Sure, you can pack these (and your camera) in your checked baggage to loaded in the aircraft hold, but it defeats the purpose if they are intended for use during the flight. Also, if these are expensive equipment, passengers are often reluctant to pack them in checked baggage for fear of losing them or having them damaged. Some observers are predicting a rise in incidents of theft in the baggage holding area and cargo hold, and airlines will be confronted with the messy business of handling claims. Apparently baggage theft skyrocketed when Britain imposed a similar ban in 2006.

Laptops, tablets, cellphones and cameras are among the items that are already being subjected to additional security checks before they are cleared as carry-ons. It can only point to the suspicion that the current procedures are not robust enough.

Looking at the bigger picture, some experts fear the ban seems lopsided. First, if a laptop as an example may be used as an incendiary device, it is equally dangerous in the cabin as it is stowed in the baggage hold. Second, the ban targets named originating airports, but a terrorist suspect could always connect a flight from a presumed safe airport or fly on a presumed safe airline. Third, in the case of the US, to make exceptions for flights originating in the US is turning a blind eye to the possibility that mischief could also be traced to a home source.

Some airlines may benefit from the ban

It looks like an unexpected turn of events for the US big three of American Airlines, Delta Air Lines and United Airlines in their quest to get the US government to act against the perceived unfair competition by the Gulf big three (Emirates, Etihad and Qatar). The ban may well benefit the American trio as travellers are likely to want to travel with their electronic devices on board than to have them stowed in the baggage hold. A pertinent question would be how the US carriers would ensure the devices brought on board are safe the way that other carriers may not be able to do so?

Similarly, in the case of the UK ruling which covers also budget carriers, legacy airlines will have the edge if, unlike budget carriers, they do not charge for checked baggage. Easyjet, for example, will be challenged to think up an innovative approach to this issue.

And will airlines across the industry introduce loans of security-screened laptops on board for a fee?

The future

Although the ban is said to be temporary (as indicated by the US), will there be a change of mind to make it permanent, like the ban on liquid obtained before security clearance? Amuse yourself about a future when all you are allowed to bring on board are the clothes you are wearing and a wallet. Everything else needed or desired for the journey as determined by the authorities and the airlines may be purchased after take-off.

For now, some airlines may mull over the use or disuse of a happy passenger working on his or her laptop in their ads.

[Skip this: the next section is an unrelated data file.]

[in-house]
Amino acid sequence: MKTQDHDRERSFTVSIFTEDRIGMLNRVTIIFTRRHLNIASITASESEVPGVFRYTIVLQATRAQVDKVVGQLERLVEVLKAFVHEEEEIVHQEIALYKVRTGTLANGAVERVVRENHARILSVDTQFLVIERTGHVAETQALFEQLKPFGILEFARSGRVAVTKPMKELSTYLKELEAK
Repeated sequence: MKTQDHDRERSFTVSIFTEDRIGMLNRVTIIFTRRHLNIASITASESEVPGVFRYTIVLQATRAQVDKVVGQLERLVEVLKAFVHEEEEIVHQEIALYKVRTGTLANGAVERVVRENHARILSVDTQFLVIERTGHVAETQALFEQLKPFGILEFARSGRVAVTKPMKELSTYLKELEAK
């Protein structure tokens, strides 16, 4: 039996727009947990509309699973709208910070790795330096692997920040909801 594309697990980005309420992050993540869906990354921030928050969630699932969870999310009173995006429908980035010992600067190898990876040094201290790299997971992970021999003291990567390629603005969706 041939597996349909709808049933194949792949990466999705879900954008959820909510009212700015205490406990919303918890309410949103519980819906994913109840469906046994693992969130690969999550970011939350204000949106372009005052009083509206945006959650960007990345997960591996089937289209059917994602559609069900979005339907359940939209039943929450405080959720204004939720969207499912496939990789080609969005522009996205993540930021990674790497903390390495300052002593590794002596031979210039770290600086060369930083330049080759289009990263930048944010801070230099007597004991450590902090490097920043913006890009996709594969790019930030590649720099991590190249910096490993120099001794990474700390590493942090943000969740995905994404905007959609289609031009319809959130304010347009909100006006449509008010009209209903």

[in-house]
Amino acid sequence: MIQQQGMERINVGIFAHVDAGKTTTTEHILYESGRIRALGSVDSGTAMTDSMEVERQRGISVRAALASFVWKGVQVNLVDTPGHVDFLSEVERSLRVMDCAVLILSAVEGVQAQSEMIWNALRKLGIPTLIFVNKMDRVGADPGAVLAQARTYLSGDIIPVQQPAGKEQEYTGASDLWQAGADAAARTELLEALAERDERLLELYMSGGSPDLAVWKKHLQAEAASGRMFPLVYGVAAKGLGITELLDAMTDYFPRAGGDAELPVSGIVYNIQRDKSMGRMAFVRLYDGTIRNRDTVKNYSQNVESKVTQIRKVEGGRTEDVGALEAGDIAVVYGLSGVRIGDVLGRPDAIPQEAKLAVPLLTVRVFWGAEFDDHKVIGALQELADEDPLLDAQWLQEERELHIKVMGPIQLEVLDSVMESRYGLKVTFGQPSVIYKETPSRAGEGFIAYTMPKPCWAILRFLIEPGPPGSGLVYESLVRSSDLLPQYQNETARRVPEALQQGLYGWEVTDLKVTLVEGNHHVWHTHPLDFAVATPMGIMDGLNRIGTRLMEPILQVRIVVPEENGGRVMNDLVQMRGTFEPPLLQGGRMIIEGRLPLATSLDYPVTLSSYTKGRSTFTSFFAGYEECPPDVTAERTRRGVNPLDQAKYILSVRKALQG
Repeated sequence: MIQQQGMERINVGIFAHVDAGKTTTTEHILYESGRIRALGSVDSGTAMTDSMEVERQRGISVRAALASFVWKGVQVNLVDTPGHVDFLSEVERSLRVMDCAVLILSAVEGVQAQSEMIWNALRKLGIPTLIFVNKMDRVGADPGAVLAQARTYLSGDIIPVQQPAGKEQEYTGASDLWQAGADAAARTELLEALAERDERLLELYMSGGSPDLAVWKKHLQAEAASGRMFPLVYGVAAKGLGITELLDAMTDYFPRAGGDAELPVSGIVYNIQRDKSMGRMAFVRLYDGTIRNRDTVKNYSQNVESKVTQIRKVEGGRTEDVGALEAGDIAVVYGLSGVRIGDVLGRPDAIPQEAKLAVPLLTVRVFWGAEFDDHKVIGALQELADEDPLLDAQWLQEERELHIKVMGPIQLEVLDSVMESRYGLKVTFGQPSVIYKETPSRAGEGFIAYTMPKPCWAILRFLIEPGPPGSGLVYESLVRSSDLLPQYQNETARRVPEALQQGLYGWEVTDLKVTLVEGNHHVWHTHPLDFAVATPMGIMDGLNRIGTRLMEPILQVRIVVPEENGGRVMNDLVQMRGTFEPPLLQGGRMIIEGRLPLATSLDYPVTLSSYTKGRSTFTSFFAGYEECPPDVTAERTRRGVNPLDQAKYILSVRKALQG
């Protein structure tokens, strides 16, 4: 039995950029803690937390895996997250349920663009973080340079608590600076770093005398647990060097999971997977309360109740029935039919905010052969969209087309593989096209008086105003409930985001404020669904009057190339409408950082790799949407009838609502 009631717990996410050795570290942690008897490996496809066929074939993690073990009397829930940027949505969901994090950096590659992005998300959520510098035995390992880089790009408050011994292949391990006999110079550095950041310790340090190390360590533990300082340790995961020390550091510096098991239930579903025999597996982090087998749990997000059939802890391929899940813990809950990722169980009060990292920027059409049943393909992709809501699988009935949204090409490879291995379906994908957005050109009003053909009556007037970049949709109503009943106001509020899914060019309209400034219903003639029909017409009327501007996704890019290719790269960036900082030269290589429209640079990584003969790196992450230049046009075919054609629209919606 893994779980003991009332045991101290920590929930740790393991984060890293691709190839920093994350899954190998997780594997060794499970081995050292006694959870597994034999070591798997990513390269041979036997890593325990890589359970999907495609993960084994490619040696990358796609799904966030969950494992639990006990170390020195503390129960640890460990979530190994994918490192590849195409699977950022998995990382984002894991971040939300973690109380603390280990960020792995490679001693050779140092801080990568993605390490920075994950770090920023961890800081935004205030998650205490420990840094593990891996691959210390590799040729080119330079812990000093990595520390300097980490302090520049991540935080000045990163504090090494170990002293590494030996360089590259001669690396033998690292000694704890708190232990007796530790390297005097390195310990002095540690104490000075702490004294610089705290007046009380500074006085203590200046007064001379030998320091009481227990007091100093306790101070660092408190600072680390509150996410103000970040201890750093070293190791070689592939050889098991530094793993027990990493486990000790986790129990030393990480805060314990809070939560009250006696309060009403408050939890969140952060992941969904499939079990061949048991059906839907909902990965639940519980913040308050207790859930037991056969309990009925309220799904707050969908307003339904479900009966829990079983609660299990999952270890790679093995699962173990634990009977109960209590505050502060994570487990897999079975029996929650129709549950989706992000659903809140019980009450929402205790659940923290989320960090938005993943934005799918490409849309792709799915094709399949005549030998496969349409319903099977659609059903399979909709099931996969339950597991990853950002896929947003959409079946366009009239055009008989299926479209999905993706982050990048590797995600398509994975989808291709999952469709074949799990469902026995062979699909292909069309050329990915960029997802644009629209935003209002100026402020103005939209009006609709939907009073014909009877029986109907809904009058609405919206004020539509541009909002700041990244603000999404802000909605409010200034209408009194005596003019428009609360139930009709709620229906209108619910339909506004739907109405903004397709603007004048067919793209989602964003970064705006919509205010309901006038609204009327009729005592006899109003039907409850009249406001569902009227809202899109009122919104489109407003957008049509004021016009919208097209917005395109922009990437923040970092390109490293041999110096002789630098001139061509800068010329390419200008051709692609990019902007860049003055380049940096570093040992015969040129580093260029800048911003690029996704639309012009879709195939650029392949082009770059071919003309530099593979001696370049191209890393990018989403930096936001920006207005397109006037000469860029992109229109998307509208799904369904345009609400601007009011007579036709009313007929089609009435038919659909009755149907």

Is Virgin Atlantic on the verge of extinction?

Courtesy Virgin Atlantic

Courtesy Virgin Atlantic

RIVALS Virgin Atlantic and British Airways have never been the best of friends. The long-running feud between the two airlines is taking on a new confrontation since the `dirty tricks” campaign in the early 1990s when Virgin chief Richard Branson successfully sued BA for  poaching Virgin passengers and staff and for scandalizing his name.

The two airlines have long been engaged in fierce tussles over landing slots at London Heathrow.  Sir Richard has expressed dissatisfaction with the advantage held by BA, enhanced by IAG’s acquisition of British Midland International and BA’s alliance with American Airlines.

In the latest bout, Sir Richard said he would bet £1m that Virgin would still exist in five years, following an alleged comment by BA and International Airlines Group (IAG) chief Willie Walsh that the Virgin brand would soon disappear. IAG, a British-Spanish holding company, owns BA and Iberia Air and has minor stakes in smaller operators that include Flybe, Royal Air Maroc and Air Mauritius. The winner of the bet will distribute the money to the respective airline’s staff.

Courtesy time.com

Courtesy time.com

Sir Branson, who founded Virgin 28 years ago, insisted: “We have no plans to disappear.”

Doubt over Virgin’s future took root in Delta’s interest in acquiring more than the 49-per-cent stake that Singapore Airlines owns in Virgin. (See Singapore Airlines in discussion to sell Virgin stake to Delta, Dec 4, 2012). Since European Union (EU) regulations do not permit majority ownership by a foreign carrier, rumours had it that Delta’s partners in the EU – Air France-KLM – would then acquire part of Virgin’s 51-per-cent stake. This would expand Delta’s cross-Atlantic operations and secure it slots at London Heathrow, fanning suspicion that it might well mean the end of the Virgin brand.

Courtesy news.delta.com

Courtesy news.delta.com

Sir Branson had said it was time that Virgin form alliances to ensure its survival.

Five years is not a long time but anything can happen in the volatile airline business. Admired as a shrewd entrepreneur and respected for his management expertise, Sir Richard is an industry enigma. Even as he reduces his stake in his “baby”, there are ways to retain the Virgin identity – at least for five years. New majority owners may want to retain Virgin brand loyalty and continue to ride on Virgin’s popularity.